Marxists have made a hopeless confusion out of their own legacy. And in part, the problem lies with Marx, who tried to make socialism/communism a Marxist monopoly. In fact, he succeeded and the result is that activists end up in a dilemma as here. The Left is in a ridiculous condition: to try and build socialism inside the Democratic party has to be the dead-end of the new century. But they can see that a third party is virtually impossible. No doubt this is because of the way such things are rigged, but before Bolshevism such parties were abundant, with, to be sure, great resistance in the US. But the fact remains that after 1989, the Marxist left has stalled in its own refusal to account for their failures. Thirty years later the Marxist group is still chanting boilerplate Marxism, refuses any criticism whatever of the canon, worships Marx as some infallible prophet, and expects to convert the public to historical materialism as the master philosophy superior to all others. Continue reading “marxists are to blame for their own demise: the (revolutionary) left must be postmarxist///Is This the Left that Jacobin Wants?: Chris Maisano’s Perilous Drift Towards Post-Marxism “ | Ten Years After Occupy, We Have a Left That Matters…???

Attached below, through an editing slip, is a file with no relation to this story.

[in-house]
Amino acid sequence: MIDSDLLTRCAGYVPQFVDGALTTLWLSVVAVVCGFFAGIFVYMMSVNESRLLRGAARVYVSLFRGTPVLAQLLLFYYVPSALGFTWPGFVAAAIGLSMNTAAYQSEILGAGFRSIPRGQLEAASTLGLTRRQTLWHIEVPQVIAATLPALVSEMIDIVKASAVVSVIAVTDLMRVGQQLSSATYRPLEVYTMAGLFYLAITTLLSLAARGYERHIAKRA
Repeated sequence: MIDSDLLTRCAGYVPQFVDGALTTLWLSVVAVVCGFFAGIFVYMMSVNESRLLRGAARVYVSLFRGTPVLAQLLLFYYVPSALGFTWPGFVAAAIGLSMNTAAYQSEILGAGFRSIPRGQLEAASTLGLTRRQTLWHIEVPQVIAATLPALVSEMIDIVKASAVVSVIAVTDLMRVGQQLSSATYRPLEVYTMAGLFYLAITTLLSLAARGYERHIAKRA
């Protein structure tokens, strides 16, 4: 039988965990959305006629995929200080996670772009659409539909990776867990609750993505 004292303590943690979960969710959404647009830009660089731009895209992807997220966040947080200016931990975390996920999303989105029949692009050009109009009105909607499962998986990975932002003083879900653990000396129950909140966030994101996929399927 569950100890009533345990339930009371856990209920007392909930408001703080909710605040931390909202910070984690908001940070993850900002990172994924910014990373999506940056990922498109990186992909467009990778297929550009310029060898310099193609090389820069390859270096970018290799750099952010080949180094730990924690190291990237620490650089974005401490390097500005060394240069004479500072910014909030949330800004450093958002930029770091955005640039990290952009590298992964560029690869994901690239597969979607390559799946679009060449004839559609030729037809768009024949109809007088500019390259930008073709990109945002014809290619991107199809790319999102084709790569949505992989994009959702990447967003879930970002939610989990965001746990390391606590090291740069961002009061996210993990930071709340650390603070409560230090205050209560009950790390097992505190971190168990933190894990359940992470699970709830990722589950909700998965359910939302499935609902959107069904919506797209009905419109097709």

From marmail: One could not get a better example of the irrelevance of the left than this article, and it is entirely fitting that it appears in Jacobin. Contrary to the inflated fantasies of this article, the “left”, with Jacobin a prime example, is almost entirely irrelevant to what is happening in the working class. On the one side, Trumpism, with all its fantasy life, is rampant. What is the “left” as Jacobin describes it doing?